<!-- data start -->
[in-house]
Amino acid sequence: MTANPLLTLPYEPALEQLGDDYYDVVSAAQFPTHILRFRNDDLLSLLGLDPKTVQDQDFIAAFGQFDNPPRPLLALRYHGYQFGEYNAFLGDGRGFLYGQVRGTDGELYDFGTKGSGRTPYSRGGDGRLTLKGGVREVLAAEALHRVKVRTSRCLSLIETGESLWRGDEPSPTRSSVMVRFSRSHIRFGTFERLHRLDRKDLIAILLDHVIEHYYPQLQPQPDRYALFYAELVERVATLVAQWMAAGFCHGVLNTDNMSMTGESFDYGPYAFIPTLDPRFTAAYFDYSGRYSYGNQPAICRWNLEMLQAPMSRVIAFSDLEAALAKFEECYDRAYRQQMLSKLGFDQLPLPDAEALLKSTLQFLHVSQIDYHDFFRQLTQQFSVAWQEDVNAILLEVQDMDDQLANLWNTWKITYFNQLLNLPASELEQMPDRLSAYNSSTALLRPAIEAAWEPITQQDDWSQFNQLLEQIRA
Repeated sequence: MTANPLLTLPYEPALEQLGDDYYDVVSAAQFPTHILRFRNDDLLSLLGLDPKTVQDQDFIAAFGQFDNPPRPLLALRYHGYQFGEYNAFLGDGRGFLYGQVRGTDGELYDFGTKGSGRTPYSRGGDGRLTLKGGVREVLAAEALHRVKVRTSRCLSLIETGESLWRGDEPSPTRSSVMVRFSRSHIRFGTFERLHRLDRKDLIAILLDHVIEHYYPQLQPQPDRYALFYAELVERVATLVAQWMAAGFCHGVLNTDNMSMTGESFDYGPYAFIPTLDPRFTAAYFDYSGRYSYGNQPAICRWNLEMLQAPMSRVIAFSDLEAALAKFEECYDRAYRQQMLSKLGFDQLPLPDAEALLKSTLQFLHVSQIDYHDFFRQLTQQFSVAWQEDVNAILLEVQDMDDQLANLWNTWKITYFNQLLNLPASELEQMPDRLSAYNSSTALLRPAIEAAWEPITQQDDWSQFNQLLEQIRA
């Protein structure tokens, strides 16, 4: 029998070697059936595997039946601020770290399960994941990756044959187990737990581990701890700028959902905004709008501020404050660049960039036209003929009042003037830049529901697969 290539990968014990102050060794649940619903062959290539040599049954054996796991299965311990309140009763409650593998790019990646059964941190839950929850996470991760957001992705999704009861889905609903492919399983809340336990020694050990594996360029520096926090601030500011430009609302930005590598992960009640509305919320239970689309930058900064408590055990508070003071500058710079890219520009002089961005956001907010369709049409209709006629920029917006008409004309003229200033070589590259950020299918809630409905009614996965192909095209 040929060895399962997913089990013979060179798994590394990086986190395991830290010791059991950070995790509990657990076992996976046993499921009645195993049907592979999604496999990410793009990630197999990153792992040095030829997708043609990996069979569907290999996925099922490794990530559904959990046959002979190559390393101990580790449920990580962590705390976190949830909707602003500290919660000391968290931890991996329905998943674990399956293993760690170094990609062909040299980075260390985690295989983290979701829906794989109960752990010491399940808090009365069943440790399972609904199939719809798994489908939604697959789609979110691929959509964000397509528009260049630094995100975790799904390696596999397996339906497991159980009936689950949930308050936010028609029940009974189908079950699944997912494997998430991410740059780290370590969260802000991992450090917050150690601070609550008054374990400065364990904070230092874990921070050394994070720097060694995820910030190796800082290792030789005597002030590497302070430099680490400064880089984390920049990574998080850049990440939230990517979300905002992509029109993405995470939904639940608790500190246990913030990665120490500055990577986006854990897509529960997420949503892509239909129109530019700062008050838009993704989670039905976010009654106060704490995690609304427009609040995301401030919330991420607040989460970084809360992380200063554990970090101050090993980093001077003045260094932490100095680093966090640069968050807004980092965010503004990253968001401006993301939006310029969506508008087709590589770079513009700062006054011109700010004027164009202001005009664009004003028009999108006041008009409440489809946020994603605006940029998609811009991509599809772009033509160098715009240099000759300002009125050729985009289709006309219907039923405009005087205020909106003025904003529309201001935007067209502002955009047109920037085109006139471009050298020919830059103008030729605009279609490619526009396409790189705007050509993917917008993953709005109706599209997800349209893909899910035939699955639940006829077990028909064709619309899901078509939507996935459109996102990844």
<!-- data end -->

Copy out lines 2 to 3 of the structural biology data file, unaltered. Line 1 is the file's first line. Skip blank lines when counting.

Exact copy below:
Amino acid sequence: MTANPLLTLPYEPALEQLGDDYYDVVSAAQFPTHILRFRNDDLLSLLGLDPKTVQDQDFIAAFGQFDNPPRPLLALRYHGYQFGEYNAFLGDGRGFLYGQVRGTDGELYDFGTKGSGRTPYSRGGDGRLTLKGGVREVLAAEALHRVKVRTSRCLSLIETGESLWRGDEPSPTRSSVMVRFSRSHIRFGTFERLHRLDRKDLIAILLDHVIEHYYPQLQPQPDRYALFYAELVERVATLVAQWMAAGFCHGVLNTDNMSMTGESFDYGPYAFIPTLDPRFTAAYFDYSGRYSYGNQPAICRWNLEMLQAPMSRVIAFSDLEAALAKFEECYDRAYRQQMLSKLGFDQLPLPDAEALLKSTLQFLHVSQIDYHDFFRQLTQQFSVAWQEDVNAILLEVQDMDDQLANLWNTWKITYFNQLLNLPASELEQMPDRLSAYNSSTALLRPAIEAAWEPITQQDDWSQFNQLLEQIRA
Repeated sequence: MTANPLLTLPYEPALEQLGDDYYDVVSAAQFPTHILRFRNDDLLSLLGLDPKTVQDQDFIAAFGQFDNPPRPLLALRYHGYQFGEYNAFLGDGRGFLYGQVRGTDGELYDFGTKGSGRTPYSRGGDGRLTLKGGVREVLAAEALHRVKVRTSRCLSLIETGESLWRGDEPSPTRSSVMVRFSRSHIRFGTFERLHRLDRKDLIAILLDHVIEHYYPQLQPQPDRYALFYAELVERVATLVAQWMAAGFCHGVLNTDNMSMTGESFDYGPYAFIPTLDPRFTAAYFDYSGRYSYGNQPAICRWNLEMLQAPMSRVIAFSDLEAALAKFEECYDRAYRQQMLSKLGFDQLPLPDAEALLKSTLQFLHVSQIDYHDFFRQLTQQFSVAWQEDVNAILLEVQDMDDQLANLWNTWKITYFNQLLNLPASELEQMPDRLSAYNSSTALLRPAIEAAWEPITQQDDWSQFNQLLEQIRA